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Does this mean you have a huge opportunity to be the Stripe (or Braintree/Recurly/Hulu etc) of Lithuania?

That's the problem with tiny countries:

- Global market players don't come because they don't think the effort would pay for itself.

- The country is too tiny to make cloning business models feasible.

In Europe, there are a lot of tiny countries: 3 baltic states, 3 transcaucasian states, moldavia, some former yugoslavian states. And then you have countries that are just small and not very rich, so they are always late to any party: most of western europe, greece perhaps. Even some core european countries might see this effect (for example, where does Amazon work?)

And trying to bootstrap in ten mostly unrelated countries at once would lead to failure. And if you succeed, global players might come and eat your lunch.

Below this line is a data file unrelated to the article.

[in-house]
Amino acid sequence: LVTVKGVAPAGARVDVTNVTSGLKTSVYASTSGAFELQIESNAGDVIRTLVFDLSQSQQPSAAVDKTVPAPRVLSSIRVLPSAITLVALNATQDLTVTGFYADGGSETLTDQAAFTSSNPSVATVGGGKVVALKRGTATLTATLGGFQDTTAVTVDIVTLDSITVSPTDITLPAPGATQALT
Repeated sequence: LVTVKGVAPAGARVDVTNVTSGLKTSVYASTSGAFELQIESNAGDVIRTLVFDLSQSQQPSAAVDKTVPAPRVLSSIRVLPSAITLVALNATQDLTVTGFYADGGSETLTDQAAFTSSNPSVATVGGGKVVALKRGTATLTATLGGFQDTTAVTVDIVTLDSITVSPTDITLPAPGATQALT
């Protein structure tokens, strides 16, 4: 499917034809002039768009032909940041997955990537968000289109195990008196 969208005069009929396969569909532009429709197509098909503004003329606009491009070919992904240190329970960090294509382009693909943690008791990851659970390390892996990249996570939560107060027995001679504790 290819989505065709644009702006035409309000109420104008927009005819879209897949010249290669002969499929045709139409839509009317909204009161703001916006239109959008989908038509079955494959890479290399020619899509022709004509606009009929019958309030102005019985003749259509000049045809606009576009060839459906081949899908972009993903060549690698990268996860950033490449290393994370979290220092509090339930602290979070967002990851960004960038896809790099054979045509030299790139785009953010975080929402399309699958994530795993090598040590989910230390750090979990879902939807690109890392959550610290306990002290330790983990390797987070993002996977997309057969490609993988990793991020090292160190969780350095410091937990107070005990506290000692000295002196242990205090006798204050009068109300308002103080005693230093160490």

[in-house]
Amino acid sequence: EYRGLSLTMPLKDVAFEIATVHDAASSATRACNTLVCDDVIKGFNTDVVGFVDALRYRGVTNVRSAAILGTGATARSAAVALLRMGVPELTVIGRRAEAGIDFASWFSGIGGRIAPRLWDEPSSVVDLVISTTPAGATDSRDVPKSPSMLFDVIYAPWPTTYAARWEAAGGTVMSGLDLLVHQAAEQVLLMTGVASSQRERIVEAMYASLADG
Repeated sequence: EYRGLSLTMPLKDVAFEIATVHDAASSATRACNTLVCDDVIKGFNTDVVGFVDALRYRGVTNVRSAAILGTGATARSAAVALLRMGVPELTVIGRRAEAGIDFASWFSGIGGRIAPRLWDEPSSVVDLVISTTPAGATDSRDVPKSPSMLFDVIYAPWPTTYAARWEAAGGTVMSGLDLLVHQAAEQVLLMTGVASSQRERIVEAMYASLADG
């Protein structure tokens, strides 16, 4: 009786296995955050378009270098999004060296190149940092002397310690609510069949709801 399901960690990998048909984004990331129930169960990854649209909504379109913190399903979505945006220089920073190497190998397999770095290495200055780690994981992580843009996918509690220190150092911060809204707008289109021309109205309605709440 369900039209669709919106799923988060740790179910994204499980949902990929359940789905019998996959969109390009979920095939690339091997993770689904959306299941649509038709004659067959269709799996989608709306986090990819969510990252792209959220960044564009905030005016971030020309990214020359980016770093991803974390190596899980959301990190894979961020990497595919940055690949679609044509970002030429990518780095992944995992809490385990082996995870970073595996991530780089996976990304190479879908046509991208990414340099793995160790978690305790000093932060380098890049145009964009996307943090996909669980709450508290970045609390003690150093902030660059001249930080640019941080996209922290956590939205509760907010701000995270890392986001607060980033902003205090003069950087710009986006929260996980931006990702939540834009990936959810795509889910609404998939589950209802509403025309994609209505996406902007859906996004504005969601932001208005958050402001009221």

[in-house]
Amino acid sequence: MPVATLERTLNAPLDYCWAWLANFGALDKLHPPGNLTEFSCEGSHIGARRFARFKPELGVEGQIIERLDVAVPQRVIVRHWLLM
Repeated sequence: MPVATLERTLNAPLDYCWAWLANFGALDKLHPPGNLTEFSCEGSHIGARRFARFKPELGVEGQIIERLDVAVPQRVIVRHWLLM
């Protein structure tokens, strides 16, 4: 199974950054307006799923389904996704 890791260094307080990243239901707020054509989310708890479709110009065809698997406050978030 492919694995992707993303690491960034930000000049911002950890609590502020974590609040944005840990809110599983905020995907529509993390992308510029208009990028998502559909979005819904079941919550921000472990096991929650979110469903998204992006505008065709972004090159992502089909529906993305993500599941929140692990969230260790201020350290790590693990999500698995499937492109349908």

It's an interesting effect where a small country suffers a noticeable drop in quality of online life due to many services being unavailable.


You're overstating the issue. There's only one thing that keeps most services from being available: the insane antiquated and utterly corrupt copyright laws. Without that, there would be no issue.

Specific stuff like online payments very much depend on local context, and in many countries they barely even have the problem Stripe is trying to solve for the US market.


The copyright thing is real, and it does prevent access to those services. Ask anyone from a small country how it affects them.

It's also payments, logistics sometimes. You can't open in a part of country and leave other part behind, but you can do that with a mosaic of countries.


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